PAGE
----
Here, I can't even always rely on the ability to ask for what I need. We have a Chinese dictionary and some knowledge of grammar. We don't even have a map of the neighborhood yet. Our suitcases have gotten disorganized by all the times we've had to rifle through them. I lost my hairbrush for two days. There's a bowl of fruit in the room.

Okay, the fruit is a good thing. In the absence of chocolate, fruit is comfort food, and it's good for the kiddo too. I think it's complimentary. If not, it risks rotting, so I'm going to assume it is.

Some people have told me not to worry that he won't love me right away, not to take it personally when he doesn't, and not to think when he's throwing the mother of all temper tantrums that this moment will last forever. Well, I guess that's more productive than telling me not to worry about my house flooding, since it's flooded twice already this summer.

I wonder about the tendency of people to tell each other not to worry about unrealistic things. (Or realistic things, for that matter.) Does it ever help anybody? Maybe it helps the reassurer because they don't want to discuss the unpleasant details. Instead of being told not to worry, I'd like to be told what to do. If he's kicking and screaming and just cannot get a handle on his own emotions, and the most helpful thing a person can advise me to do is to not lose my own emotions, there's a whole level of helpfulness that's not even being addressed there. Maybe I'll stand there passively and tell the curious passer-by, “Oh, I'm fine. He's not.”

I dunno, I think there must be something more I can do.

Also, I'd like someone to tell me how to use this sling. And I wish I knew if it's the right size. Sometimes I'm afraid it's too big, sometimes too small. I can't alter it here. I hope I can get it to work right without strangling him or having him fall out.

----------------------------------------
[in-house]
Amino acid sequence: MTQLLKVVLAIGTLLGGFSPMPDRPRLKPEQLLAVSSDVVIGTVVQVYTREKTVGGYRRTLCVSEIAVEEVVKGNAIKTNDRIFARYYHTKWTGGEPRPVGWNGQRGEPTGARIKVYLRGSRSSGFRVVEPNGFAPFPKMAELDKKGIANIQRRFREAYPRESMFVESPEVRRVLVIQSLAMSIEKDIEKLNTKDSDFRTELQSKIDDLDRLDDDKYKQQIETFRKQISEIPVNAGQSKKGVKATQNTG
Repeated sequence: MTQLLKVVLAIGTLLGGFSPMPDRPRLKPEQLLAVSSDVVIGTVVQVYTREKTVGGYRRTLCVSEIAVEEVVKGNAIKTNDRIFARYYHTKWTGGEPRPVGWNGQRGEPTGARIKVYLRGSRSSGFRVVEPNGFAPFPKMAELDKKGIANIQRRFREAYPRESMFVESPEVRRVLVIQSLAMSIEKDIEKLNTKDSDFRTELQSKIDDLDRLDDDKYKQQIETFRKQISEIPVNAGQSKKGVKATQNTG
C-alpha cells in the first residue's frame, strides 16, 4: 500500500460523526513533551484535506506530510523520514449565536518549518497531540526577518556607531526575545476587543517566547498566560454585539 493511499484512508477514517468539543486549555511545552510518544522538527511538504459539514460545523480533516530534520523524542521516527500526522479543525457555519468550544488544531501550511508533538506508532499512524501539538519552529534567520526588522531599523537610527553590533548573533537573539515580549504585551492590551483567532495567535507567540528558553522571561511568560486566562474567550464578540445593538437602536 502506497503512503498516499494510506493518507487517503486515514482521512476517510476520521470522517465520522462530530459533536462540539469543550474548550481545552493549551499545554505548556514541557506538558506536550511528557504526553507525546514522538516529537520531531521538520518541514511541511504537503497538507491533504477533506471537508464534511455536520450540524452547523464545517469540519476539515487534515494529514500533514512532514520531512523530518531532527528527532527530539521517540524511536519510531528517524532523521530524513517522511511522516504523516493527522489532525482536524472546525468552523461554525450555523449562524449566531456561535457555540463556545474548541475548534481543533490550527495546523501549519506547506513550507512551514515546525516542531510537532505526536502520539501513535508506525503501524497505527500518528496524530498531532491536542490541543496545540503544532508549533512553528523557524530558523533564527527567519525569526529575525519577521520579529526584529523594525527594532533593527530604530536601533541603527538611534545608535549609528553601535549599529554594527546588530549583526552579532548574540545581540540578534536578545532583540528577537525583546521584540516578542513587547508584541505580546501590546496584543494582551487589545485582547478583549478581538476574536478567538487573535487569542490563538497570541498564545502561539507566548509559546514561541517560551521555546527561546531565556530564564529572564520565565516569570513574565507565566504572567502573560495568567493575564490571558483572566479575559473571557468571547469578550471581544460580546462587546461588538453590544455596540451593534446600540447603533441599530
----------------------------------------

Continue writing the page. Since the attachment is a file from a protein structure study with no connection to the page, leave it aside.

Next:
1. I know you're worried, and with good reason, but it really is going to be good. You're getting to meet your Awesome Cloud! No matter what else happens, that is the coolest thing ever. Your baby. Your little boy. You'll figure everything out that you need to figure out, and one way or the other, it will all come together when it needs to. Enjoy meeting your precious little baby for the first time. And remember, if it doesn't go just right, that's OK. You'll have lots of time in the future and sometime it will be "just right". *hugs*

  2. I wish I was able to help you figure out that sling! I used one with my last few kids but it's not something I can explain, I'd have to try it out. :/ Meh.

    If you actually want advice about if he's kicking and screaming, read this paragraph. If not, skip to the next. If you're emotions are under control, I've always been a fan of hug therapy. You sit and wrap your arms around the child and hold tight, allowing him to struggle all he wants but not letting go. Usually my child would eventually relax against me and be soothed. This doesn't work in every situation though and you'd have to play it by ear if it was the right tactic for the time. Sometimes it's better to let them cry it out themselves in a crib or other safe area. Very situational which I'm afraid is not very helpful.

    There's a lot of trial and error in parenting. I always hope that an abundance of love will cover any of the errors!

    You're in my prayers and my thoughts have been with you all day, today especially for some reason.

  3. Ooh - the ability to conjure up ice cream! I want that skill, too!

    I'm so excited to read your posts every day (especially now that you'll be able to tell about actually meeting AwesomeCloud!). Thank you so much for keeping us updated.

    If you have specific parenting questions, I can try to give you specific answers - the problem is often that there are way too many factors of not-being-in-your-shoes and other variables for it to be necessarily helpful; it's not your basic algebra. See? That sounds like the same vague frustrating stuff.

    Sorry! I'll just shush and listen again. Keep up the news!

  4. I would be glad to help you with the sling. What kind is it? You talk about tying it, but also about what size it is, so I can't quite figure out what you have. Please feel free to email me for help sorting this out. I'm a leader of a babywearing group, I don't sell slings or anything like that. :-)

  5. I totally understand about NOT KNOWING the language can be socially isolating. When you come back to Cape Cod you can start to study. Your baby needs to learn both English and Chinese in this new world of ours! Our baby is learning both!